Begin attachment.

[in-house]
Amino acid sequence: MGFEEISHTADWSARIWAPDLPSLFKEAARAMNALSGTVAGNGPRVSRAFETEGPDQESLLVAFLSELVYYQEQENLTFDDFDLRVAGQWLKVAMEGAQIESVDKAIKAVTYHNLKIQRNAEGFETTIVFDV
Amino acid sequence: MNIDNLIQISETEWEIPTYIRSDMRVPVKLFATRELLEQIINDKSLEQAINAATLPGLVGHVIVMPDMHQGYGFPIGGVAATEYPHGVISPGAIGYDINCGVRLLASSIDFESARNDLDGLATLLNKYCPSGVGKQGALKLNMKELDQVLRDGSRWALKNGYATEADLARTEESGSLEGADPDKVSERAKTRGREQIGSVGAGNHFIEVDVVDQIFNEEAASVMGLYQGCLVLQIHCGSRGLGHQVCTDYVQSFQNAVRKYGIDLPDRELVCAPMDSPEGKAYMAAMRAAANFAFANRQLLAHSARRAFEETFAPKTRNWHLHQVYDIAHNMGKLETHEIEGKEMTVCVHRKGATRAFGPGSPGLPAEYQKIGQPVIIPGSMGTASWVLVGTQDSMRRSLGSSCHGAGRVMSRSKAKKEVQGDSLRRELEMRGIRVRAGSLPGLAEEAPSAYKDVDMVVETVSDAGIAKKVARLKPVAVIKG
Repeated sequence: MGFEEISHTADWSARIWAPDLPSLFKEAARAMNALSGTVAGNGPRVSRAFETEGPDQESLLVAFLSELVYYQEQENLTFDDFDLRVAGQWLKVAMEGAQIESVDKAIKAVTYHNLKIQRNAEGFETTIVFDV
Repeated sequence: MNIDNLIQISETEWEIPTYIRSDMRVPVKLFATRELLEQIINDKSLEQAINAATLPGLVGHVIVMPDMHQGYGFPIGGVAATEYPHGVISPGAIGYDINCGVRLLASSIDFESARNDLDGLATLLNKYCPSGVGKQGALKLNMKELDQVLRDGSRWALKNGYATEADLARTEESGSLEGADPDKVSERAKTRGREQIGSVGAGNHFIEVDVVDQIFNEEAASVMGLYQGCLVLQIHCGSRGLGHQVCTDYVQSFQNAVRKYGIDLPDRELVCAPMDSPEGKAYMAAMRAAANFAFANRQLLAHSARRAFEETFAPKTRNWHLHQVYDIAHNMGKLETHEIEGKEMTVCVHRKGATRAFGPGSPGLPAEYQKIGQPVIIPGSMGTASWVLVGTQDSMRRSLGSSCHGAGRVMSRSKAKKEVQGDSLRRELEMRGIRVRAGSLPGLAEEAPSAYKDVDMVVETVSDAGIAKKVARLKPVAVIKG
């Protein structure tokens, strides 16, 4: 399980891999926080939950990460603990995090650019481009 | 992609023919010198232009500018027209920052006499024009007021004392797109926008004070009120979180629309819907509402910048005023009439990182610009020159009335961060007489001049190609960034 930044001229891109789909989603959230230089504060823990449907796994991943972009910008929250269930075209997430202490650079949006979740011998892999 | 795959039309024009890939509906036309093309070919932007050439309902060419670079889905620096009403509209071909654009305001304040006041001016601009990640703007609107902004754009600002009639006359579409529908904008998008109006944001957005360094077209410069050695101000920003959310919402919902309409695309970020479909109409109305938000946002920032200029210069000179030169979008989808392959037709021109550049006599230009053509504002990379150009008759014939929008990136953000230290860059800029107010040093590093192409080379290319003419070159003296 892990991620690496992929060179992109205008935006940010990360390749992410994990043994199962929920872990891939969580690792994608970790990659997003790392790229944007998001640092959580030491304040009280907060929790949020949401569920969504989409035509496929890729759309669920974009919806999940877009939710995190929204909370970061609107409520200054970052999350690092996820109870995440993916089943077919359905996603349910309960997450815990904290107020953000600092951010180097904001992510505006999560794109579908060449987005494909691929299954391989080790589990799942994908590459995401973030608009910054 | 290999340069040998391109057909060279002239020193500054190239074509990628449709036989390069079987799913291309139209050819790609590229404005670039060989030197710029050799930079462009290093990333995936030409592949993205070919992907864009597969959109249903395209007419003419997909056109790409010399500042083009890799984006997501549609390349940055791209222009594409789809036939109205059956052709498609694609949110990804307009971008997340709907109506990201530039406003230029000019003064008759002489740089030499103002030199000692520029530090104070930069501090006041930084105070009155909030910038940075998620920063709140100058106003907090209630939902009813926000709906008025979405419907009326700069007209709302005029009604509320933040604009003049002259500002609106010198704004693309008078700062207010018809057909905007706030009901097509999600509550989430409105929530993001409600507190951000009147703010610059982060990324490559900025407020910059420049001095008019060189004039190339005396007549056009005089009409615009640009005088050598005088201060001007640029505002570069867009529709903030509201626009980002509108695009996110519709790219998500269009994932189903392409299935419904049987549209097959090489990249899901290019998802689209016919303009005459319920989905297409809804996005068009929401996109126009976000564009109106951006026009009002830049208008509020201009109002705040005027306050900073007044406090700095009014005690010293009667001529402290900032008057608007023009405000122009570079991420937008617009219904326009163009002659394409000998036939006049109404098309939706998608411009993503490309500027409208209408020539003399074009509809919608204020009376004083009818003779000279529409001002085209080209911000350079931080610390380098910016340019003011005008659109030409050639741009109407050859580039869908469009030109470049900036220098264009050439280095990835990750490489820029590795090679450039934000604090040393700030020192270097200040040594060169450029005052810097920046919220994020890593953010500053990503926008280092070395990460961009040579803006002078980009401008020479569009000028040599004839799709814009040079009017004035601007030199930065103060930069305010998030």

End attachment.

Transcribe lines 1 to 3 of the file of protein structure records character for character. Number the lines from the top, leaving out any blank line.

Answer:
[in-house]
Amino acid sequence: MGFEEISHTADWSARIWAPDLPSLFKEAARAMNALSGTVAGNGPRVSRAFETEGPDQESLLVAFLSELVYYQEQENLTFDDFDLRVAGQWLKVAMEGAQIESVDKAIKAVTYHNLKIQRNAEGFETTIVFDV
Amino acid sequence: MNIDNLIQISETEWEIPTYIRSDMRVPVKLFATRELLEQIINDKSLEQAINAATLPGLVGHVIVMPDMHQGYGFPIGGVAATEYPHGVISPGAIGYDINCGVRLLASSIDFESARNDLDGLATLLNKYCPSGVGKQGALKLNMKELDQVLRDGSRWALKNGYATEADLARTEESGSLEGADPDKVSERAKTRGREQIGSVGAGNHFIEVDVVDQIFNEEAASVMGLYQGCLVLQIHCGSRGLGHQVCTDYVQSFQNAVRKYGIDLPDRELVCAPMDSPEGKAYMAAMRAAANFAFANRQLLAHSARRAFEETFAPKTRNWHLHQVYDIAHNMGKLETHEIEGKEMTVCVHRKGATRAFGPGSPGLPAEYQKIGQPVIIPGSMGTASWVLVGTQDSMRRSLGSSCHGAGRVMSRSKAKKEVQGDSLRRELEMRGIRVRAGSLPGLAEEAPSAYKDVDMVVETVSDAGIAKKVARLKPVAVIKG